Lower driver compensation contributed to drop in truck freight costs

November 29, 2021

Tyson Fisher


The American Transportation Research Institute’s latest trucking costs data suggest last year was good for carriers, but maybe not so much for drivers.

ATRI’s newest study, “An Analysis of the Operational Costs of Trucking: 2021 Update,” shows the average trucking costs per mile fell 3.1% in 2020 to $1.646 from $1.699. Per hour, costs are showing a similar trend.

According to the data, costs actually went up in most categories. However, significant declines in fuel prices and driver benefits were enough to put downward pressure on total costs.

Trucking costs per mile

Vehicle-based costs by the mile dropped by 5%. Driver-based costs per mile went down 1%.

Among vehicle-based costs, ATRI is reporting a 20% decrease in fuel costs per mile for 2020. Fuel accounts for a third of all vehicle costs. Comparatively, costs for most of the remaining vehicle categories are up:

  • Truck/trailer payments (30% of vehicle costs): up 6%
  • Repair/maintenance (16% of vehicle costs): down less than 1%
  • Truck insurance premiums (10% of vehicle costs): up 23%
  • Tires (5% of vehicle costs): up 10%
  • Tolls (4% of vehicle costs): up 6%
  • Permits/licenses (2% of vehicle costs): down 20%

Although drivers are earning more, it comes at the expense of companies spending less on benefits. Spending on driver benefits is down 10%. However, wages are up 22%. Consequently, overall driver compensation slipped from 74.4 cents to 73.7 cents.

The human behind the wheel is the largest single cost for a truck delivery. Driver compensation reached a record-high 44% share of total costs in 2020. Not calculated in per-mile data, driver bonuses also increased last year.

Going back to data from 2011, there are a few trends. Over the last 10 years, toll costs are up about 118%. Truck/trailer payments have increased by 43%. With the exception of a significant drop in 2019, insurance costs are trending upward by a 30% margin. Although going up and down over the past decade, permit and licensing costs are down by nearly 60%.

Tire and repair/maintenance costs have been mostly stable. Fuel prices are predictably unpredictable but down nearly 50% compared to 2011.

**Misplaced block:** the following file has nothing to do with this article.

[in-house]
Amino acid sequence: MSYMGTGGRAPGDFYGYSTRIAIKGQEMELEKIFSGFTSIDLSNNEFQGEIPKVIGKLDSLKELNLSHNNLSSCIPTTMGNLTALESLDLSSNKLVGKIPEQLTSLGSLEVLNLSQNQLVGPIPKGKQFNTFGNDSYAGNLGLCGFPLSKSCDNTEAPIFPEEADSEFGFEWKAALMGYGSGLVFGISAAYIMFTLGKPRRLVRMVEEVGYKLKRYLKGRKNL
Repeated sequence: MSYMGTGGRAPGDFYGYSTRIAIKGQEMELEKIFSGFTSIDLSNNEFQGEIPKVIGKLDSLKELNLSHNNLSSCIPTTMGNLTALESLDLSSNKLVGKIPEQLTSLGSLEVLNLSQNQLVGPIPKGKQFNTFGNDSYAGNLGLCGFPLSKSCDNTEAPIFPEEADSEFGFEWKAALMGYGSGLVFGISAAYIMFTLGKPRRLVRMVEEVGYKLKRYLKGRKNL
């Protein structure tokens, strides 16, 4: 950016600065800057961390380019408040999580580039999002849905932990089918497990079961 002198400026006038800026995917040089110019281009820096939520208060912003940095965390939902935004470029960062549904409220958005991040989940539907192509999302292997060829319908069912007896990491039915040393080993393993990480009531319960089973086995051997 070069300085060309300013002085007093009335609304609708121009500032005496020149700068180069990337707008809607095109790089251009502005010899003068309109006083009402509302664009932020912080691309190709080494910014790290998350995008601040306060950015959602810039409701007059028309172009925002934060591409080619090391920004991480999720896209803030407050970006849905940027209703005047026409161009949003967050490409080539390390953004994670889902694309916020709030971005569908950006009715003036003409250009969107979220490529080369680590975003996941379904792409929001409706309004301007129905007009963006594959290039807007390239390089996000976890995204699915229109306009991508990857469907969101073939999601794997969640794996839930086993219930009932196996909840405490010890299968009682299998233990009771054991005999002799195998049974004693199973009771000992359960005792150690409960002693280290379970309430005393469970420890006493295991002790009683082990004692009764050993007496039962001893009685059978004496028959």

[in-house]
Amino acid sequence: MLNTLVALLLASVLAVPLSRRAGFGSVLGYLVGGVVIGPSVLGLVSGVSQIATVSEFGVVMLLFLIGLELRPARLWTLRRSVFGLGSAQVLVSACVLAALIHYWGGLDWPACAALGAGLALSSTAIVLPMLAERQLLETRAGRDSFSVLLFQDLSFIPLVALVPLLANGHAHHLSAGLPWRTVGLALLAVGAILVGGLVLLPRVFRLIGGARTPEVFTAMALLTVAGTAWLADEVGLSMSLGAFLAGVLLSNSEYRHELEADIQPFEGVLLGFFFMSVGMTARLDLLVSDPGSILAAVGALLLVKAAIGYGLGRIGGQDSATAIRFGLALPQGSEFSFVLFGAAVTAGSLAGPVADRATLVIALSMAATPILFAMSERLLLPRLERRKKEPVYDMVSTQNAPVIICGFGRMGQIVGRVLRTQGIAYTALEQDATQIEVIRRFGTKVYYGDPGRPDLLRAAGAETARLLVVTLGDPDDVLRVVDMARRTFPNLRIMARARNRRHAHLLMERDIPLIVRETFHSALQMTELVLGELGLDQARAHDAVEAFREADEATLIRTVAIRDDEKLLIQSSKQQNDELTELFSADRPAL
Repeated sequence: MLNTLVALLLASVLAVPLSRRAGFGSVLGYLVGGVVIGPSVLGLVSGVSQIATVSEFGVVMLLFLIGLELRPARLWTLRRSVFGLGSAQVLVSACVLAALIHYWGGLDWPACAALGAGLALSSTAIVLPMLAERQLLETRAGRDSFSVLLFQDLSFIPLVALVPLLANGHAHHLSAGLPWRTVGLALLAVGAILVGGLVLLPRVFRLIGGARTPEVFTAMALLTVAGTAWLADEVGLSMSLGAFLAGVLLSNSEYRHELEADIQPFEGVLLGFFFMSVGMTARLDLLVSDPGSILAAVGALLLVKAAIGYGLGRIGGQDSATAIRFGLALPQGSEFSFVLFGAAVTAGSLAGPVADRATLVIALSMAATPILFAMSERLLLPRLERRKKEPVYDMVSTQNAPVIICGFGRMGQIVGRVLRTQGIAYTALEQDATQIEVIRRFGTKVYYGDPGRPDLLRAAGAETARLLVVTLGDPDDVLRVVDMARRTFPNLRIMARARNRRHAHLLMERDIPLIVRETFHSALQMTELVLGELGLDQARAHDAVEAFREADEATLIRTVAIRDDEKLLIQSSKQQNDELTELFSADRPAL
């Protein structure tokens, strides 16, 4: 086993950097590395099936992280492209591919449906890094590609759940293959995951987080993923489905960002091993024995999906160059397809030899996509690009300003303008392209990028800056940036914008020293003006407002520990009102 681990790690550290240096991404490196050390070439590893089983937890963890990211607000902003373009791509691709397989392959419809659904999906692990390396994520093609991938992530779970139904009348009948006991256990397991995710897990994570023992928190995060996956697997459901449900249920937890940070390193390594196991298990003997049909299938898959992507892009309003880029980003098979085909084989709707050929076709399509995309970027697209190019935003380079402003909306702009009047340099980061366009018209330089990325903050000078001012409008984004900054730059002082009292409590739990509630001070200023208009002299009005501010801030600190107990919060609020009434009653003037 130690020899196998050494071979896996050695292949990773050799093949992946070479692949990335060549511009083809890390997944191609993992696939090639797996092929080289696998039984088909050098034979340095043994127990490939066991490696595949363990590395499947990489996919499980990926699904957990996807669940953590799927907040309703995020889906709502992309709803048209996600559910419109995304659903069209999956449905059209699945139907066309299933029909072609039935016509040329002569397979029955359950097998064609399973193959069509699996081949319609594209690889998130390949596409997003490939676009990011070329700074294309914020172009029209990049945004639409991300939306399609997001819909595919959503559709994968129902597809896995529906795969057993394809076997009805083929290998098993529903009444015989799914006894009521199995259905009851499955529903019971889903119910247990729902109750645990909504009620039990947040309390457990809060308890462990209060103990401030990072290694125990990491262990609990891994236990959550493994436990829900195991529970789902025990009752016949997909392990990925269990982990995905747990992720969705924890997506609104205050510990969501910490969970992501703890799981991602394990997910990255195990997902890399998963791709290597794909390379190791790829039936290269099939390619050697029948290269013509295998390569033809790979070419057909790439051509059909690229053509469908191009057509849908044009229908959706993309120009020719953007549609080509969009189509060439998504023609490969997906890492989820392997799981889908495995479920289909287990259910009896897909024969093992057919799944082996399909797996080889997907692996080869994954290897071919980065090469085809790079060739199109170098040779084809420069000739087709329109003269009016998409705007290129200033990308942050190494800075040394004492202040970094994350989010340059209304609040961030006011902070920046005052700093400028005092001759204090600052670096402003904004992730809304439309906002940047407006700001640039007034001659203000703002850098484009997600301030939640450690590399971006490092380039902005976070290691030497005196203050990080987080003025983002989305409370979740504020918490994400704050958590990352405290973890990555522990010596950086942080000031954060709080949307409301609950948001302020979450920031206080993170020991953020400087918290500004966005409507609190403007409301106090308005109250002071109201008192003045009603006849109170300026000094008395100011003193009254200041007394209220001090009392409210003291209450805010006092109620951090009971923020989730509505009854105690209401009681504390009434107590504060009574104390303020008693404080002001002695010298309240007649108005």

Per-hour costs

Costs per hour went down by a fraction of 1%. Per line item, the story is pretty much the same as the one told by the per-mile numbers.

Fuels costs per hour were down 17% last year. Similar to costs per mile, data reveals spending on driver benefits is down 7%. However, wages are up 5% to nearly $23 per hour.

The pandemic may have contributed the smaller decline in per-hour costs. Average trucks speeds went up last year with less traffic on the roadways. In result, an increase of 1.2 mph to average truck speeds is likely responsible for the smaller drop compared to per-mile costs.

Ten-year trends by percentage are mostly the same as per-mile costs.

Trucking costs by sector, region, fleet size

Truckloads in the Southwest may be the cheapest operations for carriers. For drivers, wages are higher at large carriers.

Trucking costs for truckload and specialized deliveries were mostly unchanged at $1.56 and $1.82 per mile, respectively. On the other hand, the cost to haul less-than-truckload dropped by 7% to $1.72.

By region, hauling in the Northeast is the most expensive at $1.835 per mile. Conversely, the cheapest region for truck operations is the Southwest at a cost of $1.532 per mile. Fuel prices, tolls and driver pay are likely regional factors, according to the study.

More equals less. Small carriers (100 power units or less) spend much more per mile ($1.738) than large carriers ($1.575). Small carriers pay significantly more in truck/trailer payments, repairs/maintenance, tires and insurance. Large carriers spend more only on driver benefits.

However, small carriers pay drivers a higher wage. For the first time since ATRI collected trucking operation costs data, average driver wages are higher at smaller fleets. Drivers at small carriers are paid 58 cents per mile. Large carriers pay 55.6 cents per mile. Accounting for the increase in benefit spending, average driver compensation is higher at large carriers (75.2 cents) than small carriers (69.7 cents).

According to ATRI, 97.5% of carriers have 20 or fewer power units. LL

Tyson Fisher joined Land Line Magazine in March 2014. An award-winning journalist and tireless researcher, his news reports, features and blogs bring depth to our editorial content, backed with solid detail. Tyson is a lifelong Kansas Citian.